Enterprise single sign-on (SSO) provides end users with an improved user experience and helps IT staffs reduce the cost of managing passwords for many applications. Still, a nagging concern persists. If the single credential
Before we answer that question, the point needs to be made that SSO is part of a larger identity management infrastructure. Every SSO initiative should be coupled with an analysis of the organization's authorization/access control model to make sure that sensitive resources are in fact protected. It's bad enough if an SSO credential is compromised, but if that compromised credential provides access to unauthorized (and sensitive) resources due to weak access control – it will be a bad day for the security management team.
Passwords have been the preferred authentication mechanism for many years. They are easy, portable and cost virtually nothing to deploy. Of course, for every convenience there are compromises. First, passwords are easily stolen and are subject to brute force dictionary attacks. If stronger passwords are required, users inevitably forget them more often – resulting in higher help desk costs. To offset those higher costs, reasonably priced self-service password reset products are available to streamline the process.
Whether passwords provide sufficient security has everything to do with what is being protected. Security is one huge risk/reward analysis, and security practitioners need to decide every day whether the potential risk is worth the cost of more stringent security. Of course, regulatory requirements have changed that a bit, in that the cost of a compromise is far greater than in the past. So security initiatives tend to be approved more often, but the analysis still needs to be done.
Many organizations opt to replace and/or supplement passwords with other authentication methods to ensure the SSO credential is sufficiently protected. One-time passwords, which anchor two-factor authentication, are very popular since support for technologies like RSA's SecurID is built into almost every applicable network access product, making integration minimal. Smart cards, which contain a digital certificate to prove identity, are also popular in Europe and many government environments.
On the negative side, issuing, managing and renewing tokens and smart cards is not cheap. There are also user experience and training complications, since a lost token can keep a key employee out of critical systems at crucial times. This does not make the security folks popular in the executive suite.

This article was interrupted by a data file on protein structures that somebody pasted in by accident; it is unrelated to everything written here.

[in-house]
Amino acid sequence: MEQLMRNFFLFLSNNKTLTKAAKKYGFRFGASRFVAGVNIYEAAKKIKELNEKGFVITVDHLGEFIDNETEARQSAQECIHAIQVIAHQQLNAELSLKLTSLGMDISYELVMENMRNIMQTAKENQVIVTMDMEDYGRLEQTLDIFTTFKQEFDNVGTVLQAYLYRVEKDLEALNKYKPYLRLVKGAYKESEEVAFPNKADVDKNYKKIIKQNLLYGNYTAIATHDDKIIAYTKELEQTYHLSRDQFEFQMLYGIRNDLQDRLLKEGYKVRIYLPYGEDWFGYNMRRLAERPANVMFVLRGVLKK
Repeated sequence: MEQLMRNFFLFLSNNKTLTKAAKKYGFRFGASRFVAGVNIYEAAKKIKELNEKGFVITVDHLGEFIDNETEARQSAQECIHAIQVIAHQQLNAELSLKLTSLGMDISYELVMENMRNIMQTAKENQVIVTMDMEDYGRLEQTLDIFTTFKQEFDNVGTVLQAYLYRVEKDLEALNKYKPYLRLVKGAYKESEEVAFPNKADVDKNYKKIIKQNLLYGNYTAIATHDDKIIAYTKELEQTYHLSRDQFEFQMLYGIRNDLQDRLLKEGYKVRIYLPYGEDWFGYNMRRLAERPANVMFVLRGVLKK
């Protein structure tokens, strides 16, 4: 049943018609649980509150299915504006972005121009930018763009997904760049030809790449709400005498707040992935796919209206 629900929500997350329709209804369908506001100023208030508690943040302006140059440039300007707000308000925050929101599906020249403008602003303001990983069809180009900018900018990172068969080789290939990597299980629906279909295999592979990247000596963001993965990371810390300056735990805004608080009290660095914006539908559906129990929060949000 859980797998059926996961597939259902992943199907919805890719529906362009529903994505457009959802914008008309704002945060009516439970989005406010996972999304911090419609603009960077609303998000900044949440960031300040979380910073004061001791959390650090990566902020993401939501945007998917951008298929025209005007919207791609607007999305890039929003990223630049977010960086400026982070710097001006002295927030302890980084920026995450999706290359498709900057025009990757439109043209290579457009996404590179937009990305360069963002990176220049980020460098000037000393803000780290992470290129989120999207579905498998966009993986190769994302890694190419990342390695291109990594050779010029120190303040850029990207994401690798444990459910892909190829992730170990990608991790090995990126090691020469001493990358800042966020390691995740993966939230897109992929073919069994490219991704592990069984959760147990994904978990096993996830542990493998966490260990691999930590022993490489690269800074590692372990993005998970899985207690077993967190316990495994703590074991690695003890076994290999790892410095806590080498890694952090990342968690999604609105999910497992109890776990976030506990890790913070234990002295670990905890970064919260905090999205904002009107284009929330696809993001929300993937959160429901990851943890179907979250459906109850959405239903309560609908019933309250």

Despite their issues, look for smart cards to become more prevalent over the next two-three years. Bill Gates made it clear at RSA 2006 that Microsoft has anointed the smart card (via the acquisition of Alacris) as the cornerstone of the Vista OS authentication strategy. Whether we like it or not, in a great majority of cases where Microsoft pushes a technology – it becomes a factor.
The next option for authentication is biometrics. There has been a (mostly vendor) push for biometric technologies to replace something you have (cards and tokens), with something that uniquely identifies you like fingerprints or retina patterns. Of course, a limitation of biometrics is accuracy. A small percentage of people have no recognizable fingerprint, so a fingerprint scanner isn't going to be effective 100% of the time.
There are also emerging technologies, like BioPassword, that are interesting. These folks have an algorithm to determine the validity of a login attempt by how the user types in the password. I know it sounds a bit far fetched, but it works. I've used it. Of course, in order to gain any ground on the incumbent tokens and passwords, emerging technologies must be priced to move and be integrated with the prevalent applications and devices.
Ultimately the best authentication mechanism is all of the above. A new set of risk management techniques, which I call "contextual authentication," promises to request the proper level of authentication depending on what the user is trying to do. Think about the ramifications. Based on your own policies you can determine for which requests a simple password is good enough and for which you require a phone authentication, a series of life questions or one-time passwords. Or all of the above.
Contextual authentication does change the user experience a bit. You may require Level 1 authentication (simple password) to access the computer and network, while requiring Level 2 authentication (one-time password or smart card) to access human resources or financial data. For sensitive applications, you may add biometrics into the mix. In the strict sense, this is not truly SSO anymore, as it means exchanging a single credential for two or three, but the trade-off results in greatly enhanced security.
Inherently this makes a lot of sense. You would probably want your bank to request stronger levels of authentication if you were trying to transfer a million dollars, rather than check a balance, no? Why wouldn't you use this method internally as well? Similar to the three bears, this allows a "just right" level of authentication depending on what the user is trying to do.
About the author
Mike Rothman is President and Principal Analyst of Atlanta-based Security Incite, an information security analyst firm. Mike has a deep background as both an information security industry analyst and a direct participant. After spearheading META Group's initial information security research, Mike founded SHYM Technology, a pioneer in the PKI software market and then held senior positions at CipherTrust and TruSecure. Mike's perspectives from being on both sides of the fence are invaluable as companies determine effective strategies to grapple with the dynamic and ever-changing security threatscape.
This was first published in May 2006